If increments in MSP were the primary driver of inflation, the rate hike could have been halted until the next scheduled meeting of the MPC in October 2018 as argued by one of its members, who did not agree to the hike in policy rate in August 2018. The logic for delaying the hike in policy rates is based on grounds that farmers often receive the proceeds from the monopoly procurement three to four months after sale. Moreover, inadequate infrastructure for procurement with the agencies of the governments prevents farmers from selling their produce immediately after the harvest, and this further delays the receipt of sale proceeds under MSP. The Indian experience suggests that the monetary policy would have an impact on output with a lag of 2–3 quarters and on inflation, a lag of 3–4 quarters (Acharya 2017). Dholakia was right in his argument that even if the anticipated spurt in rural demand triggered by the hike in MSP had occurred, as speculated by the MPC, the potential output could have been effectively managed by levelling it up to the spike in demand with a policy rate hike in October 2018 (RBI 2018b). Gulati had observed that unpaid Food Corporation of India (FCI) food subsidy bills had accumulated to a whopping sum of₹ 1.34 lakh crore over the years as on 31 March 2018 (Gulati 2018). The unpaid bills were eight times higher than the estimated additional burden of₹ 15,000 crore for procuring agricultural produce under the revised MSP in 2018. Is there any possibility of immediate payment this time? If there is no immediate payment, the revised MSP rate would not push up the price level as anticipated by the MPC. It is rather strange to note that policy rate hike became inevitable on account of the spike in MSP because the MPC had already started its deliberations on policy rate hike almost a month before the announcement of MSP. There were several factors that placed a higher upside risk on inflation in the economy, as core CPI inflation had reached 6.4% in June 2018 under the influence of global factors and volatility in crude oil prices. The policy rate hike can be qualified as a Pavlovian response in the light of such hard facts and figures.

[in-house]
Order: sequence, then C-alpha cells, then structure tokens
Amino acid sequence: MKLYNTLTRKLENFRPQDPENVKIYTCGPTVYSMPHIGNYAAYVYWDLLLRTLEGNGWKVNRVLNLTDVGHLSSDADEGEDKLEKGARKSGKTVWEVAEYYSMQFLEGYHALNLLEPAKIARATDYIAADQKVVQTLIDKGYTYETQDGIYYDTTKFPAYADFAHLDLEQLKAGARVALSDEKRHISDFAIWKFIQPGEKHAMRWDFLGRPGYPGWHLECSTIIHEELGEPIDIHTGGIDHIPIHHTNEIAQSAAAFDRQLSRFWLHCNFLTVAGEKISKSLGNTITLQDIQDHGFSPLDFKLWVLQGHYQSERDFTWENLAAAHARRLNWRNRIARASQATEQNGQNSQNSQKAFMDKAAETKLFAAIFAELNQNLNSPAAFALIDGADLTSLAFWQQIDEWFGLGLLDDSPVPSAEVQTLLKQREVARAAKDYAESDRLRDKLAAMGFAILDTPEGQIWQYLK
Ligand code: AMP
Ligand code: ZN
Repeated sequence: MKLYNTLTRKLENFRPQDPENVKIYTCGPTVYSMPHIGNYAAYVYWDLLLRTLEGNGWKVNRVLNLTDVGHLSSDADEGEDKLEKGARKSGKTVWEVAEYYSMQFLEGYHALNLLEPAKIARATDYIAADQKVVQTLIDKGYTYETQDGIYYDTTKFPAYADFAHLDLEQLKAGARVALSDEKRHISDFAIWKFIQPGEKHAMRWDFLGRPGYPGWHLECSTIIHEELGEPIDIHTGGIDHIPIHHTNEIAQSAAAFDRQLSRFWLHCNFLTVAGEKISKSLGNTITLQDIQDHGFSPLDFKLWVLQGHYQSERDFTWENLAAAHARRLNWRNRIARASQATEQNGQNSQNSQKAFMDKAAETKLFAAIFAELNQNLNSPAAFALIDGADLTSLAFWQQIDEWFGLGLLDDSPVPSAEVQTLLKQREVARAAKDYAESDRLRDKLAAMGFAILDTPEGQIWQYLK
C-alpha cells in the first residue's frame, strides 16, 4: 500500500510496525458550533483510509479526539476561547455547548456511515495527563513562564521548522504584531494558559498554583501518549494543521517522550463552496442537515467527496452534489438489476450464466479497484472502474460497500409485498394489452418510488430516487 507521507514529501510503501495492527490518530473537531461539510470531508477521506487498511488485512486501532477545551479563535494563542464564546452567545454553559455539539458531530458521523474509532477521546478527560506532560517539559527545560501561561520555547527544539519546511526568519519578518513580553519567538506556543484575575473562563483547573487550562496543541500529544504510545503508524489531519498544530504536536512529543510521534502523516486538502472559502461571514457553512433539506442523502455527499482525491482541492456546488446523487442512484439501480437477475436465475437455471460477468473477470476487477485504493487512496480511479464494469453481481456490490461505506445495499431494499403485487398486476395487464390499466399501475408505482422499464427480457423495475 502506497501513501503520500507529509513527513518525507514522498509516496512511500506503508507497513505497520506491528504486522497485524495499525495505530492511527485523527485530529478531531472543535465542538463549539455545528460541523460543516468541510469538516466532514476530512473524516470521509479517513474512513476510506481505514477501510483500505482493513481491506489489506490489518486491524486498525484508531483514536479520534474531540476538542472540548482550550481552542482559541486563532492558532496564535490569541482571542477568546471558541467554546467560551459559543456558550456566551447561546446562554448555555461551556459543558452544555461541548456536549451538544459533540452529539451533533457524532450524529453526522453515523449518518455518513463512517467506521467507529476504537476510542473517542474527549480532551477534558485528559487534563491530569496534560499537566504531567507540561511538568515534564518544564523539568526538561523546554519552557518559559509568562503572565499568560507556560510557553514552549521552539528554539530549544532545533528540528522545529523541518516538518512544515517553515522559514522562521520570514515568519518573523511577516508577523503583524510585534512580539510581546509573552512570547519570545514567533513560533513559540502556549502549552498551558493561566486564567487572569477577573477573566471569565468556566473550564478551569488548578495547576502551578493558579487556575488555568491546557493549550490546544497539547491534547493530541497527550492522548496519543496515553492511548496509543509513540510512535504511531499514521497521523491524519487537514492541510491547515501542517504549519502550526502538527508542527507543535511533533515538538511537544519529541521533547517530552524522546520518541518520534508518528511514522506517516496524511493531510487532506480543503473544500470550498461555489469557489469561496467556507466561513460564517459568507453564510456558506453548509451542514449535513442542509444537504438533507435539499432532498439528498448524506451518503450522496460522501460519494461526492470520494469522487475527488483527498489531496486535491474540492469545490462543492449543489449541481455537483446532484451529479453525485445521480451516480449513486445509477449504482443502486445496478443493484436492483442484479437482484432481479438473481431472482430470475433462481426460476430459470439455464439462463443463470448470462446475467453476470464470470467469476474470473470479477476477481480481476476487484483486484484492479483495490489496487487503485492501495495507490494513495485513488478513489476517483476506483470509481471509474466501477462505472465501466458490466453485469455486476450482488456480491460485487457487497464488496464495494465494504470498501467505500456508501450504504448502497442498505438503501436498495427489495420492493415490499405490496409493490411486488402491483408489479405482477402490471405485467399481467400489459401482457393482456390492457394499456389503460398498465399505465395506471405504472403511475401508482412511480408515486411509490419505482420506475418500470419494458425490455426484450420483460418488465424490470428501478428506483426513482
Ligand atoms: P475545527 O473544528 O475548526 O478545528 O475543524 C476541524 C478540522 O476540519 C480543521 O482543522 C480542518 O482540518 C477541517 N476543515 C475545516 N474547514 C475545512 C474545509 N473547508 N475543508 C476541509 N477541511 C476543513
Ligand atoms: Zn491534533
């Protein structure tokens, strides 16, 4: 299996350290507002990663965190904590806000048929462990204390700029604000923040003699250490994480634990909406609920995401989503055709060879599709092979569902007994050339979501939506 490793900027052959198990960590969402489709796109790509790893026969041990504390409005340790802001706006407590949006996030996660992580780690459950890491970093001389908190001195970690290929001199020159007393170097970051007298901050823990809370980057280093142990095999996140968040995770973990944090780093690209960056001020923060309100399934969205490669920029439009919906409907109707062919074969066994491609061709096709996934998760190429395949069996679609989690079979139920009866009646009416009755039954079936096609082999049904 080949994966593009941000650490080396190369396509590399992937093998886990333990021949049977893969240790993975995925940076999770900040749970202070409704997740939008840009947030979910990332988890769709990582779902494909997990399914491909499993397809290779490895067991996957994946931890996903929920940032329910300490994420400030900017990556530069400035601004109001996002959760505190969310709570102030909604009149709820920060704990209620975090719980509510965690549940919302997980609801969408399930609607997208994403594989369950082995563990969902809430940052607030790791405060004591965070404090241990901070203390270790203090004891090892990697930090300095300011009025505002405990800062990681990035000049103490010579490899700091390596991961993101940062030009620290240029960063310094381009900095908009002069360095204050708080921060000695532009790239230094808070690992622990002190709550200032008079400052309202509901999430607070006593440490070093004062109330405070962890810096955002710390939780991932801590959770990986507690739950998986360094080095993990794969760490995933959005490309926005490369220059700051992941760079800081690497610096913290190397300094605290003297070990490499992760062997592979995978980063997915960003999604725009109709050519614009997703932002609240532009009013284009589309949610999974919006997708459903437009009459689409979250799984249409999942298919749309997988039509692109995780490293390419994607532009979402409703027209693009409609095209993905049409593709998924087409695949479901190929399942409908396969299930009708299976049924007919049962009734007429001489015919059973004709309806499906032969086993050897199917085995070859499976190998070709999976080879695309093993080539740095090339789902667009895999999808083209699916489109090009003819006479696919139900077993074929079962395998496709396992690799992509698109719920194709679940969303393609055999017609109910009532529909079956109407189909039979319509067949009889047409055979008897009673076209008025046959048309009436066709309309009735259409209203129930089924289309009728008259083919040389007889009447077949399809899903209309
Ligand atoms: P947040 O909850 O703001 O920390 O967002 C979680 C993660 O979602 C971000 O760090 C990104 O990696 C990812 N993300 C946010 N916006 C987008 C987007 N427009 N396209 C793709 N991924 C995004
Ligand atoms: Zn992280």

The repo rate is connected to other rates in the financial markets and a hike in the former amounts to tightening liquidity in the money market. The hike in repo rate could be consequential as it would push up the cost of borrowing in formal as well as informal money markets. Farmers and petty commodity producers depend more on the informal credit market (non-institutional sources), particularly in rural India, for reasons sufficiently documented in the literature. Incidence of indebtedness of rural households showed that borrowing from non-institutional sources is significantly higher in the lowest deciles of the population defined in terms of asset holdings. It is found that 72% of indebted rural households in the lowest four deciles resort to non-institutional sources for credit. The Spearman rank correlation showed a positive and significant (0.0988**) relationship between size of asset holdings and incidence of indebtedness from institutional sources of rural households in India (NSSO 2014). It is worth mentioning here that 89% of institutional credit is disbursed for a rate of interest of less than or equal to 15%, whereas 74% of the credit doled out from non-institutional sources attracts an annual rate of interest of more than 15% (NSSO 2014). Two consecutive hikes in policy rates indicated that the RBI had indirectly pushed the cost of credit, and thereby, the supply price of agricultural commodities in India. The total effect of such a spike in policy rate would be the pushing up of the supply price of farm produce, which has already been thrown into the state-managed crisis for the last two decades. Further, spike in cost of borrowing could neutralise the likely monetary gains from the announced hike in MSP.